One of the biggest problems as an angel investor is the lack of liquidity due to long time horizons and so few exits outside of the San Francisco Bay Area. Meaning, if you invest $25k in a startup today, and follow on with another $50k or $75k over the years, there’s a good chance you won’t see a return for 7-10 years, if ever. Who wants to invest a large sum of money and have no way to access any of it for a decade? Seems like a tall order, and is one of the reasons it’s so hard to raise angel money outside of friends and family that just want to help.
Here’s an idea for a pooled angel investor liquidity fund:
- A group of angels, say 10-20, that invest at least $100k per year, ideally in non overlapping investments, agree to join a fund that holds 20% of the equity of their investments (e.g. invest $50k for 5% of a startup and 20% of that equity, which is 1% of the startup, goes into the liquidity fund)
- Contributed equity is valued at the valuation of the most recent round with no modifications for preferred preferences, cumulative dividends, etc. so as to keep things simple
- As exits occur, which is both more likely and more frequent due to having so many more deals, especially if there are 10-20 new investments per year, everyone in the liquidity fund will see more cash cycle through the community
- Much like a mutual fund, there’s benefit in having a more diversified portfolio, but there’s still direct picking of startups and strong upside for the occasional homerun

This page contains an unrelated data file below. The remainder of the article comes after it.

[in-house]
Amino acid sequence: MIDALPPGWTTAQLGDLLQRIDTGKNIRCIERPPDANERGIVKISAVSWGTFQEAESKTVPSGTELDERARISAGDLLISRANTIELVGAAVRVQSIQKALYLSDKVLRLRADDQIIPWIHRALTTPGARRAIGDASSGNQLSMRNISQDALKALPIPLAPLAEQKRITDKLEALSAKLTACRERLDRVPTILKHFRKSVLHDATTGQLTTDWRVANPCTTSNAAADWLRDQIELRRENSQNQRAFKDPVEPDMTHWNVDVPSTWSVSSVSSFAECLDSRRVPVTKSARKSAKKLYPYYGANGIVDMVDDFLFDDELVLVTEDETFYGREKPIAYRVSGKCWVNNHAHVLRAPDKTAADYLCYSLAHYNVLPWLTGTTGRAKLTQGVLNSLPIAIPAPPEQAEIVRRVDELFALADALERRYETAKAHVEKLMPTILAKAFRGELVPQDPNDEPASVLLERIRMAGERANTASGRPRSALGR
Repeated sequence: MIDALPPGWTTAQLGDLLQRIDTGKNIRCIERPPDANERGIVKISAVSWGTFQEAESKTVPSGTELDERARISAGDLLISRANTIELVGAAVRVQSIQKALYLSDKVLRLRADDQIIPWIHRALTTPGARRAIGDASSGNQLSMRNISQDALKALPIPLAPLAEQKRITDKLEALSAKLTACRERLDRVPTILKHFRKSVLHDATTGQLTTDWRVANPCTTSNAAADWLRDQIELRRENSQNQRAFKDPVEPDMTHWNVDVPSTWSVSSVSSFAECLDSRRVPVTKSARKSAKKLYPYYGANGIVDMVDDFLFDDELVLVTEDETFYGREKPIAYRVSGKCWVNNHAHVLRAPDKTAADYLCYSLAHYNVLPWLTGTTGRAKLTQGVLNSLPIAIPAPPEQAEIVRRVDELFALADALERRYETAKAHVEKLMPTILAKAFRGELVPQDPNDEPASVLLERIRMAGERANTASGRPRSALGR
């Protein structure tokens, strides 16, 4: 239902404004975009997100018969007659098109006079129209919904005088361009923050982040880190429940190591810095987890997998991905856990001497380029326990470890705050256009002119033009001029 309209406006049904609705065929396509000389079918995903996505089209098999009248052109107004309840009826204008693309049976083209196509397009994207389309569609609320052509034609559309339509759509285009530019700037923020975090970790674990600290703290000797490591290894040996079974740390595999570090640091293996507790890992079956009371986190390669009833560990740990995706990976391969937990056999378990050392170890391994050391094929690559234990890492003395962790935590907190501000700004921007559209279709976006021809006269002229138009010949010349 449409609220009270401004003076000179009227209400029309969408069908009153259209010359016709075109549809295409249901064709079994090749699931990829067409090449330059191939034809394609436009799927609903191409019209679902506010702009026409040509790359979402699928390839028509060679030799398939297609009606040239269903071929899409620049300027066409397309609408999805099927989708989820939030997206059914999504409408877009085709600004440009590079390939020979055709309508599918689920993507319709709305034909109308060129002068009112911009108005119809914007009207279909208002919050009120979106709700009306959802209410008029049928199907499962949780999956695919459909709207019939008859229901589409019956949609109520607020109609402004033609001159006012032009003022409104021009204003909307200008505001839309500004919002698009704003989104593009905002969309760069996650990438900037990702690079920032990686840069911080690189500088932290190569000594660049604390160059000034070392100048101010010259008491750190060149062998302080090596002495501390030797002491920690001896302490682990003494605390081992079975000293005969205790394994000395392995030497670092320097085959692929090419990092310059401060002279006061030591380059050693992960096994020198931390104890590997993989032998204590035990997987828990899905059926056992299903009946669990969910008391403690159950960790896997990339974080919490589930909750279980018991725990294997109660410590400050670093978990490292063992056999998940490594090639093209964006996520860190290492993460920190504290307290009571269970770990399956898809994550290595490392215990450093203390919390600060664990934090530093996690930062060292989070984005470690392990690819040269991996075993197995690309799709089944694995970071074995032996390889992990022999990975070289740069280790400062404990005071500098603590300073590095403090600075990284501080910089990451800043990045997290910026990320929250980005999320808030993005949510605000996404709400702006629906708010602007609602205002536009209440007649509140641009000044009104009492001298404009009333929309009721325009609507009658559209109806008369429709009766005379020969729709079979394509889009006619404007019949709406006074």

Why not just invest in a venture fund and get the benefit of pooled capital? Venture funds make a limited number of investments and still have no liquidity in the short run, just like angel investing.
Unanswered questions about the pooled angel liquidity fund idea include who manages it, how are they compensated, and how long is the ramp up period until the fund starts seeing cash distributions on an annual basis. Regardless, there’s a desire for more liquidity as an angel investor and this is one idea to address it.
What else? What are some more thoughts on the pooled angel investor liquidity fund idea?
4 thoughts on “Pooled Angel Investor Liquidity Fund Idea”
How about one that most importantly offers maximum tax benefits to its investors? My thought is if you are looking for liquidity, you should not be angle investing. An interest I have is creating a fund that offers liquidity to private businesses that are local household names, but are looking more for liquidity versus early stage capital s the owner’s have most of their capital tied up in privately held businesses. So, kind of looking at the opposite of investing in start-ups but buying into well established local brands outside of private equity type large scale deals. Curious as to your thoughts on this?
I think that’s a great idea. There are a number of entrepreneurs with successful companies that have no liquidity, and selling the entire company, as opposed to a piece of it, is the only thing most people talk about.
This is a great idea for Atlanta. There will be several really awesome exits around the “Atlanta Tech Corridor” in the next few years. I think the community would really benefit if those funds could be pooled to help grow the next generation of successful businesses. Strength in numbers.
Hey David – I like where your head’s at. I wrote something similar to this last year: http://startupharbor.co/2014/03/24/what-if-startup-investing-was-like-etfs-credit-default-swaps/.